In a recent Review & Synthesis paper in Ecology Letters, entitled "Toward
an Integration of Evolutionary Biology and Ecosystem Science", we set out
to find common ground between evolutionary biology, community ecology, and
ecosystem science ( Paper is here ).
This project started with a PhD summer school in 2009 at the Centre for
Ecology, Evolution and Biogeochemistry, in Kastanienbaum Switwerland
(Eawag CEEB). We recruited an all-star cast of lecturers that had a broad interest in eco-evolutionary dynamics, including: Jim Elser, Nelson Hairston Jr., Eric Triplett, Andrew Hendry, Elena Litchman, and Luc De Meester. For two weeks they regaled us (see
participants) with their stories, and inspired us to put something down on paper.
The proposed goal was simple: integrate ecosystem science with evolutionary biology.
Our starting point was a paper by Jim Elser in The American Naturalist
(Biological Stoichiometry: A Chemical Bridge between Ecosystem Ecology and Evolutionary Biology). This paper called for a unification of evolutionary thinking with ecosystem ecology and labelled this challenge "the most important frontier for biological integration".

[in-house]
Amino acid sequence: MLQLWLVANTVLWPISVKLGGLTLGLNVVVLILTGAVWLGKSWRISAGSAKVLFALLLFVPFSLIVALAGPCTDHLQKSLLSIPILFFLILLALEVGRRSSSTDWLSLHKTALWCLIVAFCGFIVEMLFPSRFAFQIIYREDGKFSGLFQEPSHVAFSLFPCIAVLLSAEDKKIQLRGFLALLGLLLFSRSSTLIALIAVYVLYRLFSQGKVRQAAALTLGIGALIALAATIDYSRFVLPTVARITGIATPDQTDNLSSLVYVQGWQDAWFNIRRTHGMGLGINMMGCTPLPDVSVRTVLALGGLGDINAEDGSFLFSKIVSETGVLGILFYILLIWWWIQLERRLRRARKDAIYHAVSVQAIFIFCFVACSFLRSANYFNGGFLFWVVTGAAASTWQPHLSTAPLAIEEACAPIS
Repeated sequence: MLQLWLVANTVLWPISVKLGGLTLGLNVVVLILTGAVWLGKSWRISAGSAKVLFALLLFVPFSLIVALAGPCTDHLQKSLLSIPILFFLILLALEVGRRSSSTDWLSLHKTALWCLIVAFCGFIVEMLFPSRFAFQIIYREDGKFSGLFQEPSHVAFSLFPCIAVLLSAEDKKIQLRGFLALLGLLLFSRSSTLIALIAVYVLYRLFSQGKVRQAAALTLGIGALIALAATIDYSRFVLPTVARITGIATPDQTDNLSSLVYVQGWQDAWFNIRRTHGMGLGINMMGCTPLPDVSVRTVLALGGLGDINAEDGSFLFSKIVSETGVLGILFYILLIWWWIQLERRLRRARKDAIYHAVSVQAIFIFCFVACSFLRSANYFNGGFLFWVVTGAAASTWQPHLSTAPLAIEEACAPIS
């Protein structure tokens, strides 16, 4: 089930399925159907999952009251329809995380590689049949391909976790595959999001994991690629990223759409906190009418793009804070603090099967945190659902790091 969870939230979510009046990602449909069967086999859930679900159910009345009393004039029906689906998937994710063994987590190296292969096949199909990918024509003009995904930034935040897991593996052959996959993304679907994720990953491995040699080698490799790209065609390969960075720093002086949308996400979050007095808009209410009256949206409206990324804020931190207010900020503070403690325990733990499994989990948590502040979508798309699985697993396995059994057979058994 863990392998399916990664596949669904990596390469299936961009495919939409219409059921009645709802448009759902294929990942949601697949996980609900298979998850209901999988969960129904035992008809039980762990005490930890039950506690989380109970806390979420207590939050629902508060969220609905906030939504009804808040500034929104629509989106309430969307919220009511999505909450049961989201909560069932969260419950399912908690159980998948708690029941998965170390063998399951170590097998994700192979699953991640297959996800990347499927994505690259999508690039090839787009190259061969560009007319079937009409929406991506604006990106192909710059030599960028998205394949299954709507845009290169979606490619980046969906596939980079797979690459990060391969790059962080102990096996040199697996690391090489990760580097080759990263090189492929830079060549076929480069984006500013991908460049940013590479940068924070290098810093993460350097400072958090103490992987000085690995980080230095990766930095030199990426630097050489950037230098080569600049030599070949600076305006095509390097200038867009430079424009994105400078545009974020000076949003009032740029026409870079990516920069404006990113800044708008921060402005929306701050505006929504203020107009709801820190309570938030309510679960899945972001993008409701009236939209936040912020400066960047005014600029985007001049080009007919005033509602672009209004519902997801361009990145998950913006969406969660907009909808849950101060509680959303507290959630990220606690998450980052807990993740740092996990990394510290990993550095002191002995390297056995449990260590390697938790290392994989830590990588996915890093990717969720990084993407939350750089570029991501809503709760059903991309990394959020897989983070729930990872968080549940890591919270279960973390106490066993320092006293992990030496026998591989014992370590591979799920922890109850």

Several sub-disciplines have taken up this challenge, including biodiversity and
ecosystem functioning research, ecological speciation, and community
genetics. Moving forward, I think the growing field of eco-evolutionary
dynamics can make a substantial contribution to this effort.
To make progress, we need to identify heritable traits that underlie the
effects organisms have on their ecosystems. If such traits are also a target
of natural selection, then phenotypic evolution might have predictable
consequences for ecosystem processes. This sounds easy enough, but to
do this we need to make 'interdisciplinary research' much less of a buzzword,
and more of a working reality.
Some of the best examples of integration between evolutionary biology and
ecosystem science have come from recent manipulative field and mesocosm
experiments. In this review, we have branded such experiments as "common
gardening experiments", to emphasize that organisms differ in how they
modify (or garden) their environment. So far, one in three reviewers
doesn't like this term, but we think it's useful.
Common gardening experiments bring researchers together from disparate disciplines. If you look at the authors lists of papers like Palkovacs et al. 2009 PTRS-B , Harmon et al. 2009 Nature , Bassar et al. 2010 PNAS , you will see a refreshing mix of researchers with backgrounds in both evolutionary biology and ecosystem science. These papers provide some initial proof-of-concept, but really only scratch the surface of the rich role that evolution can play in our natural ecosystems.
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